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  1. Sigh. I need to give my kids a little more space in the kitchen, but I’m stuck in the control freak zone! Thanks for the encouragement. It’s still early as I type this; my kids would probably LOVE to try their hands at (GF) pancakes this morning!

  2. I’m a big advocate of kids in the kitchen. My oldest (14) is our resident baker. He makes the best apple pie I’ve ever tasted, from scratch (only real butter in the crust – he eschews Crisco!). He bakes bread, and the 11 year old and 9 year old like to cook eggs, french toast, quesadillas, bacon, etc. I often grab one of them and have them help me out with dinner. I love how independent they are in the kitchen 🙂

    • The recipe my aunts and grandma gave me for their pie crust was with Crisco, so that’s what I used (years ago), then one time tried butter and didn’t really notice a difference. It was when I tried Crisco again that I saw how much trouble I had rolling out the dough. Now it’s butter for the health reasons, but it just strikes a chord with me that the REAL food is easier to work with! Congrats to you and your son, BTW.

  3. Ah, yes, I had to learn to get out of the kitchen too. Years ago.

    I’ve often told people this is among the hardest things I’ve learned as a mommy: just to walk away and leave the kids alone in the kitchen. Now all my kids cook and do a great job.

    But I’m still relearning that lesson about getting out of the kitchen. Here’s my latest experience:

  4. Oh my, I can relate. I have a Girl Scout troop of fourth graders, and when I asked at our last camping trip who could scramble eggs, I was kinda surprised that all of the girls I had in the kitchen with me raised their hands. My own daughter has not really been allowed to be on the stove that much, and these girls were ready to be let loose with only cursory supervision. That was when I decided that this summer my daughter would be truly taught to cook. She is ready to learn. One night when I jokingly asked her to make dinner, she started pulling out food and reading packages of pasta to figure out how to cook them. 🙂 It is really hard to let go . . .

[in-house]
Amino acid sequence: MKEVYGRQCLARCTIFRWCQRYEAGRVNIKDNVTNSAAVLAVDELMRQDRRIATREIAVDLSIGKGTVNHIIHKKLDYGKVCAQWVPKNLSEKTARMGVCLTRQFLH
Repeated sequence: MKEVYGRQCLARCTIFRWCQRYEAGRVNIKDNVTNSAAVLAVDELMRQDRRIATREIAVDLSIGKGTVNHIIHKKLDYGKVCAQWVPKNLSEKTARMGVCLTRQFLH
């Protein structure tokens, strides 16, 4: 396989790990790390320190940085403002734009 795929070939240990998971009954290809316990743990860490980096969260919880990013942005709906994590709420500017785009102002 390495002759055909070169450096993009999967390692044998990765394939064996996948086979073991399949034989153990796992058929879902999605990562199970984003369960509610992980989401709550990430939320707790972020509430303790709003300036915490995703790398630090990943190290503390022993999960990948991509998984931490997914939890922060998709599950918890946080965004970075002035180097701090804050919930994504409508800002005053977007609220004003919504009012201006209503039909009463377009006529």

5. Laura says

    My 20 year old daughter lives off campus at college. She took a bunch of our “family” recipes with her to school and told me after several months that she really enjoys cooking – it makes her feel capable of being on her own. Who new such a simple thing could help her adjust to being away!?

  6. Thanks for sharing your experience and encouraging me to be more willing to let go too. I definitely need it, LOL!

  7. That’s my goal this year…my 3 older boys are perfectly capable…I just haven’t really taken the time to show them the little things. Thanks for the inspiration!

  8. Cheri A says

    This is something that I definitely need to do. Thanks for the encouragement.

  9. My girls (8 and 9) love to help in the kitchen. I usually let them do lunch, since it’s a fairly easy meal and is a nice break for me in the middle of the day.
    This summer I hope to get them more trained in on the supper meals.

  10. Love this post, Jessica! I, too, am a control freak in the kitchen and having kids cook brings out the worst of that in me. My solution is to usually just walk away and let them do their thing – like you said, you never know what they can do until you let them try!

    We don’t do a lot of mixes but I really enjoy having a few simple boxed foods (pudding and cornbread, recently) on hand that I can hand to my six year old and say “follow the directions and fix it”. He LOVES being able to do it all on his own!

  11. I’m with you – my kids cook with me all the time, but I haven’t let them go off on their own. If your seven year old can flip pancakes, I’m sure my eight year old can too – I just need to take a deep breath and let her fly!

  12. My kids are young – 4 and 2 – so “helping” right now totally equates to “messing.” I’m not opposed to letting them “help,” especially since I’m not completely clean when I cook. I do the super messy things – flour, sugar, etc. – and have them count the scoops (to help with math skills). They get to do the bigger things (chocolate chips, pasta into water, etc.) and they feel so satisfied when they get to do it. While I do most of the cleaning, I’ve been having them to the bigger items (putting boxes into the recycle bin, egg shells into the trash, etc.) so they understand the concept of cleaning AND cooking.